US video entertainment Spend to peak at $123 billion next year
The US video entertainment market continues to grown and is estimated to peak $123 billion in 2015. The overall US video entertainment market (subscription Pay-TV, box office, packaged home video, Pay-TV VoD and paid-for online video) continues to grow in low single digits, reaching $120 billion in 2013 – a 2% increase on 2012 – and is on track to peak at $123 billion in 2015, meaning that approximately $1000 will be spent on video entertainment by every US household. Pay-TV holds around 75% of total consumer spend.
The packaged video market, although in decline, will still exceed $10 billion in retail value at the end of 2014 according to Futuresource figures, taking second position behind subscription Pay-TV. By 2015 digital video and box office will both exceed packaged video spend for the first time and will extend the lead out to 2018.
Check the full article at StreamingMedia.
The Existing Wearable Technology Landscape
With spend to reach $30 billion by 2018, wearable tech is all rage these days – WearableWorldNews brings a great infographic about the technology landscape.
What the 10 Fastest Ecommerce Sites can Teach us About Web Performance
- Faster pages are smaller.
Among the ten fastest pages, the median page contained 50 resource requests and was 556 KB in size. Among the ten slowest pages, the median page contained 141 resource requests and was 3289 KB in size. This means that the median slow page was almost three times larger than the median fast page in terms of number of resources, and about six times larger in terms of size.
- Faster pages have a faster Time to First Byte (TTFB).
Time to First Byte is the window of time between when the browser asks the server for content and when it starts to get the first bit back. The user’s internet connection is a factor here, but there are other factors that can slow down TTFB, such as the amount of time it takes your servers to think of what content to send, and the distance between your servers and the user.
- Faster pages understand their critical rendering path and know what to defer.
Deferral is the practice of deferring any page resources that are not part of a page’s critical rendering path, so that these non-essential resources load last. Faster pages have a better handle on deferral, which we can infer from looking at the difference between their page size metrics at doc complete versus fully loaded.
- CDN adoption is the same among the fastest and slowest sites.
If you serve pages to a highly distributed user base, then a CDN should be part of your performance toolkit.
- Adoption of other performance best practices is consistent (in its inconsistency) among the fastest and slowest sites.
Keep-alives are pretty much a default best practice at this point, and since they can be controlled relatively easily just by configuring your server to enable them, there’s no excuse for not doing this. Using progressive JPEGs improves user experience up to 15%, but many sites aren’t still leveraging image compression, even though it’s the best practice around.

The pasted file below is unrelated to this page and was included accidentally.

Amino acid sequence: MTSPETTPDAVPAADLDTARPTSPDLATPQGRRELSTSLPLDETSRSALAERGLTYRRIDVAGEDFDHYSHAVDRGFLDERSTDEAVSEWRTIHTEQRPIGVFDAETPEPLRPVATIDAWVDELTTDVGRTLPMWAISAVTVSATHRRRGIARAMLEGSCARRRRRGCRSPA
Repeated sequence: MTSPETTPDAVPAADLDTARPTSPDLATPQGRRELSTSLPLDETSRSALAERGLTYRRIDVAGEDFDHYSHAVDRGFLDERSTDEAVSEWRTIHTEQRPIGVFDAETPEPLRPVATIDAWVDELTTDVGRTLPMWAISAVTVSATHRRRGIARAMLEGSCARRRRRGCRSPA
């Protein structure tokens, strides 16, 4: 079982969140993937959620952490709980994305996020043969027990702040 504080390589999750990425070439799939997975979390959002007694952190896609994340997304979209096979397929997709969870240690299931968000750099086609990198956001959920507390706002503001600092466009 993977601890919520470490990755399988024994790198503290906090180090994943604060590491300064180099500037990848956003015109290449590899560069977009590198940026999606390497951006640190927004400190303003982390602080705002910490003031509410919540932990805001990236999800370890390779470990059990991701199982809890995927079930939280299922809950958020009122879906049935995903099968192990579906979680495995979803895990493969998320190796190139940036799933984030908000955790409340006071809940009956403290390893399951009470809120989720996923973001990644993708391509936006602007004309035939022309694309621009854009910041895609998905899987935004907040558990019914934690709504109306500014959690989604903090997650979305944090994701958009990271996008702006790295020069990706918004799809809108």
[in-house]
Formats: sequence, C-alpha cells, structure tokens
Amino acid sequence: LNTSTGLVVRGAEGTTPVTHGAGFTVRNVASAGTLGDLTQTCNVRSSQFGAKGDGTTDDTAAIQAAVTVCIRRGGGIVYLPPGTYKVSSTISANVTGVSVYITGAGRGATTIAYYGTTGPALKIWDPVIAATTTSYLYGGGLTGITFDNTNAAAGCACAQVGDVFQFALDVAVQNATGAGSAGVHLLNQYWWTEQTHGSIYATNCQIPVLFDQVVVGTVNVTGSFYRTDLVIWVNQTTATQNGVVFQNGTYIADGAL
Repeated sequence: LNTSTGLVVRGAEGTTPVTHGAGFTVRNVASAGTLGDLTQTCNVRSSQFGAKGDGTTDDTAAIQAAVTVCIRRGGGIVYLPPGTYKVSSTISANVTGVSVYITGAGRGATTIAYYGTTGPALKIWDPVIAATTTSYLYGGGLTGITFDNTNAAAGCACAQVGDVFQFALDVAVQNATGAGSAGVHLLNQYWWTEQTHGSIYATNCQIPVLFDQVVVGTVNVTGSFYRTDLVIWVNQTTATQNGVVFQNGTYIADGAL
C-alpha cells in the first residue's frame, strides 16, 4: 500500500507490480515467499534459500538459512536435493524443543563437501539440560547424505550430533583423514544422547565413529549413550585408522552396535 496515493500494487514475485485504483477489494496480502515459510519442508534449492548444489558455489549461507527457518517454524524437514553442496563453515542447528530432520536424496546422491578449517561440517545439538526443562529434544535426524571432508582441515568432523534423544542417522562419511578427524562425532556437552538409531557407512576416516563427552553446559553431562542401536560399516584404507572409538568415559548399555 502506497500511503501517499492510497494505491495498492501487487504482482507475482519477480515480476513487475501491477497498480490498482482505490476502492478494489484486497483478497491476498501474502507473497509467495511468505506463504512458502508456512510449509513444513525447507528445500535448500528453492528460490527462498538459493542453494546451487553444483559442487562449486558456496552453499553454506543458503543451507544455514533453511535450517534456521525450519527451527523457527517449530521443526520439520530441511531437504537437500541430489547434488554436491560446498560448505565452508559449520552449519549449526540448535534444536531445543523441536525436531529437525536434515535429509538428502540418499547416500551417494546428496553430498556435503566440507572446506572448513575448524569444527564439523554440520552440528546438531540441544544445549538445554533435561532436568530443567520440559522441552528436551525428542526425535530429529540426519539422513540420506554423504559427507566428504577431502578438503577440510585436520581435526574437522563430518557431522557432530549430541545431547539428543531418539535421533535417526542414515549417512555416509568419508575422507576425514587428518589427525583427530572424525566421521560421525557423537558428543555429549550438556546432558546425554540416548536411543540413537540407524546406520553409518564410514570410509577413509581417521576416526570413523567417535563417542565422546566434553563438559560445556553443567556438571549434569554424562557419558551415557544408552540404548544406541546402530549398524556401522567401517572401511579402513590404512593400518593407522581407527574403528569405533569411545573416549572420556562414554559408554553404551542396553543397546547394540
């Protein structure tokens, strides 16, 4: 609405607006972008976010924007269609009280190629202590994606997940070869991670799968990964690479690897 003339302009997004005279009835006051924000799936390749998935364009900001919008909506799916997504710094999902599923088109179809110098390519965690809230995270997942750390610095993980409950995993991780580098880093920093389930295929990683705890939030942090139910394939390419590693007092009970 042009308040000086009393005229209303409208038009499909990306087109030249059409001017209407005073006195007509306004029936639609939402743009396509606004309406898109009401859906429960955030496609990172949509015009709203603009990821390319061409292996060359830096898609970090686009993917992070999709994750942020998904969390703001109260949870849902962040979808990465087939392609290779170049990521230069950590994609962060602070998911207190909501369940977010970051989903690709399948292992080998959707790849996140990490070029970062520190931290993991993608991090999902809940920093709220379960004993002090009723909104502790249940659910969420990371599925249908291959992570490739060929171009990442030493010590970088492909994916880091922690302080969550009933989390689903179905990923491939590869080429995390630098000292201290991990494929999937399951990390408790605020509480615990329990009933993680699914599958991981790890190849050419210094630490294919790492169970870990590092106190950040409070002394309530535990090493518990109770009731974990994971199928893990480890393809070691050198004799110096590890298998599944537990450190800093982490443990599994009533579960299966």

Read the full article at WebPerformanceToday.
Akamai’s Performace Visualisation
15-30% of the world’s Web traffic is delivered over the Akamai platform. Continually-updated visualizations provide a picture of global Web traffic, viruses/attacks, the speed of data moving between major cities, and the volume of data and users on the Akamai platform. Akamai also monitors the volume of visitors to hundreds of worldwide online news, mobile and industry specific sites and compiles data on the most-read stories, purchasing behavior, and global concentration of online consumers.
Check the full features of Akamai’s new visual platform here: http://www.akamai.com/html/technology/visualizing_akamai.html
Are Your Google Analytics Site Speed Metrics Accurate?
Google Analytics Site Speed is a free real user monitoring (RUM) tool that exists in your GA dashboard under the “Behavior” menu. It measures site speed and captures other session information via a snippet of code included in a web page.
In GA site speed, errors occur frequently, and not consistently enough to make accurate comparisons of different time frames without some scrubbing. Those errors (predictably) can throw off the averages substantially. A little data analysis can go along way – don’t blindly trust your data, especially when the source is not purpose-built. (There are many solutions that focus exclusively on performance monitoring via RUM; for Google Analytics it’s a value-add feature). Is this tool useless? No; RUM data is very interesting and potentially actionable, and GA is one of the only tools that allows you to do it so easily and for free. But you should take steps to make sure it’s not misleading.
Read the full article at Yottaa.